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In a typical sale, home sellers list their home with a broker for six months and pay a 6 percent commission when the home sells, according to Felix. Sellers have no guarantee on how long it will take to sell the home and what the price will be, but they are often locked into a six-month contract with a broker.
Felix, based in New York, pays a homeowner 1 to 2 percent of market value to list the home on the Felix platform. For a $400,000 home, the seller would receive between $4,000 and $8,000 for letting Felix list the home. They can spend the money however they like, but Felix typically recommends they repaint or update the carpets.
The model is meant to help those who have accumulated plenty of equity in their home, but they still lack the cash to invest in renovations that will boost their sales point, Forte said.
"The folks we are targeting, they are equity rich but cash light," he said.
If Felix does not find a buyer in 90 days, the company offers to purchase the home at a discounted rate, close to 5 percent below list price, that both parties initially agreed to. The market value is determined by a professional who visits the home ahead of the agreement.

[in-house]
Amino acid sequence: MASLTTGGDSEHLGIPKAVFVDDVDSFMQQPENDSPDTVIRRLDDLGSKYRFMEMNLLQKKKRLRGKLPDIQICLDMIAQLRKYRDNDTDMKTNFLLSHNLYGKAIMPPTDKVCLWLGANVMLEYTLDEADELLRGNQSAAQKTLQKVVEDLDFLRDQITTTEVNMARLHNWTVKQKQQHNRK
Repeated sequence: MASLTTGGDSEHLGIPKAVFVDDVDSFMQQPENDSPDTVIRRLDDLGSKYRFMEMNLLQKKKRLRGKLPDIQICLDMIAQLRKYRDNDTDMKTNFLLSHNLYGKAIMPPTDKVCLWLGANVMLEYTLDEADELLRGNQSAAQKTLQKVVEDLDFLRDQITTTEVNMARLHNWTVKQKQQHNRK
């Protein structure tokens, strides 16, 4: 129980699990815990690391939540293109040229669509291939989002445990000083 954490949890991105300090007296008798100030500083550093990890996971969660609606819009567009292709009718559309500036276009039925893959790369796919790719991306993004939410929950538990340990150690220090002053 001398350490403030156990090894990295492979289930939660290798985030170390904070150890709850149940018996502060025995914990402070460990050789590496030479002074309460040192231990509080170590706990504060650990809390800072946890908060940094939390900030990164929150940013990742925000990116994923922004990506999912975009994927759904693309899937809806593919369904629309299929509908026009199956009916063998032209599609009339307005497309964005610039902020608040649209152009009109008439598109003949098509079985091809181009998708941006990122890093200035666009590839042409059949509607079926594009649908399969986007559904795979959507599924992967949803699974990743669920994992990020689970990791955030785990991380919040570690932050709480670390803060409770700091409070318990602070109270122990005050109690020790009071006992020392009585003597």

The homeowner does not have to sell to Felix, but if they do agree to the sale, Felix will pay in cash. The company will typically make $5,000 to $15,000 in upgrades, then relist the home, selling to a real estate investor.
"The home seller has the money in their account," Forte said. "They don't have to worry about, is this person going to get a mortgage or get approved for a mortgage."
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Forte, a former venture capitalist, said the company was born out of his own frustrations with the real estate agent model.
When he was selling his home almost two years ago, he chose an agent who estimated the highest sales price for his home. But when the agent ended up dropping the price, Forte lost $30,000, while the agent missed out on about $800 to $1,000. His takeaway was that if a price reduction only modestly affects an agent, they may be less motivated to sell at a higher price point.
Felix recoups the difference between the price it agrees to with the seller and the sales price, so the company generates an income only when it sells above market value. If a home sells for $290,000 and Felix and the seller agreed to a $280,000 sales price, Felix keeps $10,000.
"We only make money if we are able to really perform and sell that home above market value," Forte said.
The company has capped its earnings at 6 percent to avoid perceptions of taking advantage of clients. Anything above that, which could result in a bidding war, for example, goes to the seller, Forte said.
Nashville will be Felix's first market. The city was selected out of 30 other possibilities because of its thriving real estate sector and high mobility rates, Forte said.
The average time a Nashville-area home stays on the market is close to 35 days, another selling point for Nashville, he said.
"It is a fairly young crowd, with people who are living in Nashville for four to five years and moving somewhere else, so there is fairly high turnover," he said. "It is also expanding like crazy."